Armand Duplantis in Stockholm
Updated: 22 Aug - 13:30
After a sensational start in Monaco one week ago, the Wanda Diamond League continues with the Bauhaus-Galan meeting in Stockholm where a similarly strong cast will assemble at the Swedish capital’s historic 1912 Olympic stadium on Sunday (23).
Primary among those marquee names is that of Karsten Warholm, who blasted to a 47.10 performance in Monaco, the second fastest time of his career. Only five men have ever run faster and Warholm still just 24, produced that trip around the track in his season’s opener. Clearly, the two-time world champion is in ferocious shape - which led to his decision earlier this week to contest his specialty on Sunday instead of the flat 400m he initially intended to run.
Estonian Rasmus Magi and Ludvy Vaillant will give chase but as in Monaco, barring major disaster, the race will likely be another time trial for Warholm given his current form.
This time he, and the other five reigning world champions who are expected on Sunday, will compete in a stadium bereft of spectators, due to strict ongoing restrictions on public gatherings currently in place in Sweden. To ensure the safest competitive environment, organisers are testing everyone involved with the meeting for Covid-19 upon arrival: athletes and their entire entourages, including managers, coaches, officials and visiting media.
Duplantis back in action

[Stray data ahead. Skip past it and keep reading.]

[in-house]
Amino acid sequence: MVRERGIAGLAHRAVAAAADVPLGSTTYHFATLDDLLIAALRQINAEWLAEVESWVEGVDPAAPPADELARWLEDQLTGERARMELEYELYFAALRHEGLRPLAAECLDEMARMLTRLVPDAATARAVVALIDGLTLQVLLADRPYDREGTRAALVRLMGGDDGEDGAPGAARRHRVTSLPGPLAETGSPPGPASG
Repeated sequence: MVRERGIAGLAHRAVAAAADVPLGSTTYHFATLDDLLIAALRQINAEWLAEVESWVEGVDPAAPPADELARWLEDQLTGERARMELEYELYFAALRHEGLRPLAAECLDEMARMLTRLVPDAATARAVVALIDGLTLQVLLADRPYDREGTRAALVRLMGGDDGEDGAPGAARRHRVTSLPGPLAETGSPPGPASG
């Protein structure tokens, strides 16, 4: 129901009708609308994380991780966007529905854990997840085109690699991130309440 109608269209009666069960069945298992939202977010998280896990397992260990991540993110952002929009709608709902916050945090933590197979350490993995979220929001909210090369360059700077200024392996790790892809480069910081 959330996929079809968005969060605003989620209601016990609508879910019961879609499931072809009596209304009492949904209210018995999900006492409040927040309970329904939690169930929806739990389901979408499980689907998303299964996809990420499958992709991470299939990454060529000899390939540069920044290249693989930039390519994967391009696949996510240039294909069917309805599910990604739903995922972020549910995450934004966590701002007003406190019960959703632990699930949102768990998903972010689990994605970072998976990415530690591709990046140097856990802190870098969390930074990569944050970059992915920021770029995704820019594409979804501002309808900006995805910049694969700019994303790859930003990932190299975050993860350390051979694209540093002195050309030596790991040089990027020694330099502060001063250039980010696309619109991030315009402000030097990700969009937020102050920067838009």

Organisers are also hoping to make up for that lack of fan ambience, as much as they can, with an atmosphere creation system that uses audio effects to mimic real conditions at an athletics competition. The system made its debut in Monaco to rave reviews from athletes and fans alike. Armand Duplantis among them.
"That was pretty important for me," said Duplantis, who gave at least partial credit to the system for his third attempt clearance at 6.00m, the first of this outdoor season.
The 20-year-old Swede, who broke the world record twice in February, jumping 6.17m and 6.18m, will be back in action on Sunday as one of the key attraction for fans tuning in locally, continuing his rivalry with world champion Sam Kendricks of the US. Duplantis arrives undefeated in 10 competitions this year and has defeated Kendricks in each of their four meetings since the World Championships last October.
On paper, the women's field looks extremely competitive, with Swede Michaela Meijer topping the entrants after her recent 4.83m national record.
One of the fiercest head-to-heads in Monaco - and indeed, among the most memorable of the entire season - came in the men's 1500m where world champion Timothy Cheruiyot managed to fight off Jakob Ingebrigtsen with a speedy 3:28.45, while dragging the 19-year-old Norwegian to a 3:28.68 European record.
They'll square off again in a strong field that also includes Jakob's older brother Filip, who clocked 3:30.35 in that Monaco race, and world indoor record holder Yomif Kejelcha.
In the women's race, Hellen Obiri steps down in distance after her 14:22.12 world lead over 5000m in Monaco to test her speed against a slew of 1500m specialists, including European champion and British record holder Laura Muir who'll be making her 2020 debut over her best distance. Britons Eilish McColgan and Laura Weightman, but sub-4:01 runners, will also be tackling the distance for the first time this season.
Brazier looking to end season on a high
The men's 800 features another reunion of last year's World Championships podium trio led by world champion Donavan Brazier. The US record holder took the Monaco race with a world-leading 1:43.15 where Ferguson Cheruiyot and Amel Tuka, respectively the bronze and silver medallists in Doha, finished eighth and ninth. Brazier arrives in Stockholm on the heels of a tough 600m race against Wesley Vazquez in Szekesfehervar on Wednesday. Brazier prevailed there but was clearly spent from the effort.